New year, new policies

Maria Golberg and Rebecca Schafer

This year, the Owatonna High School has undergone policy changes to ensure all students attending are prepared for their future.

In the age of cellphones, it is clear that many teachers at the OHS are beginning to incorporate them more and more into their curriculum. Still, teachers are not afraid to remove cellphones from the individuals that choose to use them inappropriately (i.e. texting, snapchatting, tweeting etc.). Assistant principal Mr. Jeff Miller said, “The policy is basically set up so it’s only directed to the people that are using their phone for a purpose that’s other than the educational piece of it.  Part of our mission here is to get kids ready for the next life outside of school, and in most work environments, you better take care of your phone, so we think it’s something important to establish here.” If caught using their cell phone inappropriately, students are to immediately give their phone to the teacher and collect their phone in the office at the end of the day. Of course, there are other options besides paying the fee, like serving lunch detention, but any negotiations are to be done after school in the office. Students who refuse to give up their phone will be removed from class and meet with an administrator or teacher before their next hour. (page 6 of the student handbook)

Was there a need for these policies?

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A parking spot at the OHS is a hot commodity. That’s why drivers this year decided to line up at 4 a.m. outside the office to purchase a parking pass. Mr. Miller said,  “I thought it was crazy!  I’m thinking back to what I was like in high school, and knowing what I was like, would I have shown up at 4 a.m. to get a parking pass? Probably.” Students are only permitted to park in their purchased designated parking spot. Individuals parking in another student’s parking spot, or in the fire lane, will be ticketed or towed and may be denied permission to park on school property again. Eating lunch outside the school is allowed, but students are not to sit in their cars during lunch. (page 30 of student handbook)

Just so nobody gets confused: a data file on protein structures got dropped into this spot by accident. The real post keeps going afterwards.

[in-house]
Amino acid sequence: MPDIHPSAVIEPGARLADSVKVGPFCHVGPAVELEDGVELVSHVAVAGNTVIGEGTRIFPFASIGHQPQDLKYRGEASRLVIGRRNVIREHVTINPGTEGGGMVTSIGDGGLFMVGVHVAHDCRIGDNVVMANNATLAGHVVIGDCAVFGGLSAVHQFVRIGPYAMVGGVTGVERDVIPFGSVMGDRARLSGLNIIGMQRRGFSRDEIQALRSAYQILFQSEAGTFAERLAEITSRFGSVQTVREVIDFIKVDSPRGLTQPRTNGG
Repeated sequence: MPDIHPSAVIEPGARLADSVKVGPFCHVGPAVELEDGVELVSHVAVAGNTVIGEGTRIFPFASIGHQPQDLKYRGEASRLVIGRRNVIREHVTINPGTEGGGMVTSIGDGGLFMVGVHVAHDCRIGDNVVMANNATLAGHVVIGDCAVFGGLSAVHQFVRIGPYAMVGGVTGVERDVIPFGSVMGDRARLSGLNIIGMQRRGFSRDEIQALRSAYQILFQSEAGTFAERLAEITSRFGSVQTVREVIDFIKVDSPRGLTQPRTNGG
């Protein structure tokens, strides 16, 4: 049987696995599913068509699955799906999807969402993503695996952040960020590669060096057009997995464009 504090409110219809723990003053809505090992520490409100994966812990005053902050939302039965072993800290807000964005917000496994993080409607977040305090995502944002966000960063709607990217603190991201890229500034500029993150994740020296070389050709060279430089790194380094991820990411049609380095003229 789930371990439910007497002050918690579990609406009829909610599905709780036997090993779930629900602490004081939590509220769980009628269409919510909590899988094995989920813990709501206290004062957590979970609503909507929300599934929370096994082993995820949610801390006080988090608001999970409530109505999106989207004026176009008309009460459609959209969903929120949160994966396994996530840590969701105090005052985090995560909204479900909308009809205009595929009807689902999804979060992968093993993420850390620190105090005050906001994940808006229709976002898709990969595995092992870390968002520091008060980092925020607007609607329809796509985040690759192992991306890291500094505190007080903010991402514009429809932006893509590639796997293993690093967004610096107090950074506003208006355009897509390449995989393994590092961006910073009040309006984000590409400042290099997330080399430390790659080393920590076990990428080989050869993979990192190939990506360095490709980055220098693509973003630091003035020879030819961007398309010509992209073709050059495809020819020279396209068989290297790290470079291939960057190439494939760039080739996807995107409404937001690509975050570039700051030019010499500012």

“I thought it was crazy! I’m thinking back to what I was like in high school, and knowing what I was like, would I have shown up at 4 a.m. to get a parking pass? Probably.”

— Mr. Miller

At the end of last year, Owatonna faced an influx of students violating the dress code. The policy remains the same, but the rules and consequences have been revised to be less vague. Assistant principal Mrs. Nicole Adams said, “This year the policy really hasn’t changed all that much, so we just tried to clarify some pieces of it. Part of the reason we did that is because we had a lot of students and staff saying last year, well why is one thing okay, but not another, so we just wanted to be more specific about it.” The consequences for violating the dress code are no more severe than in previous years. Students are not permitted to wear clothing that shows their midriff, shorts or skirts that are too short, anything that could be seen as gang related, hats or anything that depicts inappropriate pictures or writing. Mr. Miller said, “A lot of times from the administrator side of things, we sort of react to things that occur, so we had a lot more issues at the end of last year with improper dress than we have in years before. The other piece of it is a safe and welcoming environment, and the other part is about career and college readiness. If we are really serious about learning how to approach things in the real world, dress is part of it.” Any dress code violation could result in students being sent home to change or students having to call a parent/guardian to bring them an article of clothing more suitable for school. (page 8 of student handbook)

For more information on the school policy, check out your student handbook.